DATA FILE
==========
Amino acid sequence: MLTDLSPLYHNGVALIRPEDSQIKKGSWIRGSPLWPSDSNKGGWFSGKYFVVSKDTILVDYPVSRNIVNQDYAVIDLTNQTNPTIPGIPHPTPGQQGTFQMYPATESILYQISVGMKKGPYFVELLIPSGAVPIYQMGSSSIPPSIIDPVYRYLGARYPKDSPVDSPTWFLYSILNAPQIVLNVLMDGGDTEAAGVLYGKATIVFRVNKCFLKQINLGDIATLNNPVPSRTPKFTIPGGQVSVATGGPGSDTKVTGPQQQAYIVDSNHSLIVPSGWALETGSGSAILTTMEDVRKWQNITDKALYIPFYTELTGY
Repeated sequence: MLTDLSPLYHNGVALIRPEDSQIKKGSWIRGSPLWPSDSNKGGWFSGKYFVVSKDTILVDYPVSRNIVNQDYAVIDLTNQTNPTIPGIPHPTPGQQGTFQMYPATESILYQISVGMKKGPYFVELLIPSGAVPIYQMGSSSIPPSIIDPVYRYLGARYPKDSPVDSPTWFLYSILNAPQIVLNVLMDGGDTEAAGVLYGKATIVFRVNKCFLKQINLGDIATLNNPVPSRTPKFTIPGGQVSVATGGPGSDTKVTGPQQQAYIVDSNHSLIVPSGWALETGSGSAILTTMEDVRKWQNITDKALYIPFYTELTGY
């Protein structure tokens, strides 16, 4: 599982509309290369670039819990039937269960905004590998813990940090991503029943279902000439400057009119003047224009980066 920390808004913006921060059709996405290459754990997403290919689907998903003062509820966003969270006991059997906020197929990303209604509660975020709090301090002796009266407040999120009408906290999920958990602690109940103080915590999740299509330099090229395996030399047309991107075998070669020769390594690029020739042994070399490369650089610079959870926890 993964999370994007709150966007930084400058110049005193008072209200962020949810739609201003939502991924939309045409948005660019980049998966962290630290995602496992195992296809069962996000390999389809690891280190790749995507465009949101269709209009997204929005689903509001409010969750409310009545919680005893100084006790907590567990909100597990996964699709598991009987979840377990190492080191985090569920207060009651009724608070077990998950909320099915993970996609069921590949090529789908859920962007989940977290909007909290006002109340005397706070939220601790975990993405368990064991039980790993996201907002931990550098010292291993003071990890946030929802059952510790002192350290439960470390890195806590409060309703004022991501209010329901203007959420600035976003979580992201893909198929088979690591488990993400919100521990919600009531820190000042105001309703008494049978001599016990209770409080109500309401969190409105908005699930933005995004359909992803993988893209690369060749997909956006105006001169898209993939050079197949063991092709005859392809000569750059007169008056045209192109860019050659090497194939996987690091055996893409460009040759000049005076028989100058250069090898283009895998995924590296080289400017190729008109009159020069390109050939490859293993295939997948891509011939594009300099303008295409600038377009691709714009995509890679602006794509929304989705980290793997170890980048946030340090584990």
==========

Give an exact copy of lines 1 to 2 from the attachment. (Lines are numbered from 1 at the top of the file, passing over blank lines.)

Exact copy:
Amino acid sequence: MLTDLSPLYHNGVALIRPEDSQIKKGSWIRGSPLWPSDSNKGGWFSGKYFVVSKDTILVDYPVSRNIVNQDYAVIDLTNQTNPTIPGIPHPTPGQQGTFQMYPATESILYQISVGMKKGPYFVELLIPSGAVPIYQMGSSSIPPSIIDPVYRYLGARYPKDSPVDSPTWFLYSILNAPQIVLNVLMDGGDTEAAGVLYGKATIVFRVNKCFLKQINLGDIATLNNPVPSRTPKFTIPGGQVSVATGGPGSDTKVTGPQQQAYIVDSNHSLIVPSGWALETGSGSAILTTMEDVRKWQNITDKALYIPFYTELTGY
Repeated sequence: MLTDLSPLYHNGVALIRPEDSQIKKGSWIRGSPLWPSDSNKGGWFSGKYFVVSKDTILVDYPVSRNIVNQDYAVIDLTNQTNPTIPGIPHPTPGQQGTFQMYPATESILYQISVGMKKGPYFVELLIPSGAVPIYQMGSSSIPPSIIDPVYRYLGARYPKDSPVDSPTWFLYSILNAPQIVLNVLMDGGDTEAAGVLYGKATIVFRVNKCFLKQINLGDIATLNNPVPSRTPKFTIPGGQVSVATGGPGSDTKVTGPQQQAYIVDSNHSLIVPSGWALETGSGSAILTTMEDVRKWQNITDKALYIPFYTELTGY